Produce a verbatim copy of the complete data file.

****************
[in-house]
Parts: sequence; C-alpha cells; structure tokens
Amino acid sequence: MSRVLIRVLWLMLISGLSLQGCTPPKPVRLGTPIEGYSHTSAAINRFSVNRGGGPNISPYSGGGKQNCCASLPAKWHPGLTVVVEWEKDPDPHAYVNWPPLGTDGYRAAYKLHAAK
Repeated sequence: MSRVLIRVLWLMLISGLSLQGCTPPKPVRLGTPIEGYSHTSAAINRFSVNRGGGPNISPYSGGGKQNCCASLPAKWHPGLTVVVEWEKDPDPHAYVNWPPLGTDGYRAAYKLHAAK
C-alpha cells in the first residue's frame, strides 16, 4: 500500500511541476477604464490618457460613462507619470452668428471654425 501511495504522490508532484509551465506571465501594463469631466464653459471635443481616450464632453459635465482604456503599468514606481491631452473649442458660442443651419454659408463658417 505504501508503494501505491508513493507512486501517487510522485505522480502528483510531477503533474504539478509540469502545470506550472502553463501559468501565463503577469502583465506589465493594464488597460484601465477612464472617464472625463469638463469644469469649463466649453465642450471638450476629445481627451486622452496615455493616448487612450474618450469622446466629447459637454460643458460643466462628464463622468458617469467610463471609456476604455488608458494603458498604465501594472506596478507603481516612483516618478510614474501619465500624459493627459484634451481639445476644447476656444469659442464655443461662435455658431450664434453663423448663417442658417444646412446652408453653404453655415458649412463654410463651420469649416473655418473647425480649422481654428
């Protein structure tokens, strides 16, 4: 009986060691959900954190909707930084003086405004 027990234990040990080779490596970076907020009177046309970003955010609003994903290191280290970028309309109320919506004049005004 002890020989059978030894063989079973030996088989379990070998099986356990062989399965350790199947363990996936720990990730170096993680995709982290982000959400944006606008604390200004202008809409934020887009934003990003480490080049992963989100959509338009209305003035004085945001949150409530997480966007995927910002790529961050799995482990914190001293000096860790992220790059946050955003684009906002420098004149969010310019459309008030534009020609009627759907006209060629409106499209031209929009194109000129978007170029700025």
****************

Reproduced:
[in-house]
Parts: sequence; C-alpha cells; structure tokens
Amino acid sequence: MSRVLIRVLWLMLISGLSLQGCTPPKPVRLGTPIEGYSHTSAAINRFSVNRGGGPNISPYSGGGKQNCCASLPAKWHPGLTVVVEWEKDPDPHAYVNWPPLGTDGYRAAYKLHAAK
Repeated sequence: MSRVLIRVLWLMLISGLSLQGCTPPKPVRLGTPIEGYSHTSAAINRFSVNRGGGPNISPYSGGGKQNCCASLPAKWHPGLTVVVEWEKDPDPHAYVNWPPLGTDGYRAAYKLHAAK
C-alpha cells in the first residue's frame, strides 16, 4: 500500500511541476477604464490618457460613462507619470452668428471654425 501511495504522490508532484509551465506571465501594463469631466464653459471635443481616450464632453459635465482604456503599468514606481491631452473649442458660442443651419454659408463658417 505504501508503494501505491508513493507512486501517487510522485505522480502528483510531477503533474504539478509540469502545470506550472502553463501559468501565463503577469502583465506589465493594464488597460484601465477612464472617464472625463469638463469644469469649463466649453465642450471638450476629445481627451486622452496615455493616448487612450474618450469622446466629447459637454460643458460643466462628464463622468458617469467610463471609456476604455488608458494603458498604465501594472506596478507603481516612483516618478510614474501619465500624459493627459484634451481639445476644447476656444469659442464655443461662435455658431450664434453663423448663417442658417444646412446652408453653404453655415458649412463654410463651420469649416473655418473647425480649422481654428
């Protein structure tokens, strides 16, 4: 009986060691959900954190909707930084003086405004 027990234990040990080779490596970076907020009177046309970003955010609003994903290191280290970028309309109320919506004049005004 002890020989059978030894063989079973030996088989379990070998099986356990062989399965350790199947363990996936720990990730170096993680995709982290982000959400944006606008604390200004202008809409934020887009934003990003480490080049992963989100959509338009209305003035004085945001949150409530997480966007995927910002790529961050799995482990914190001293000096860790992220790059946050955003684009906002420098004149969010310019459309008030534009020609009627759907006209060629409106499209031209929009194109000129978007170029700025």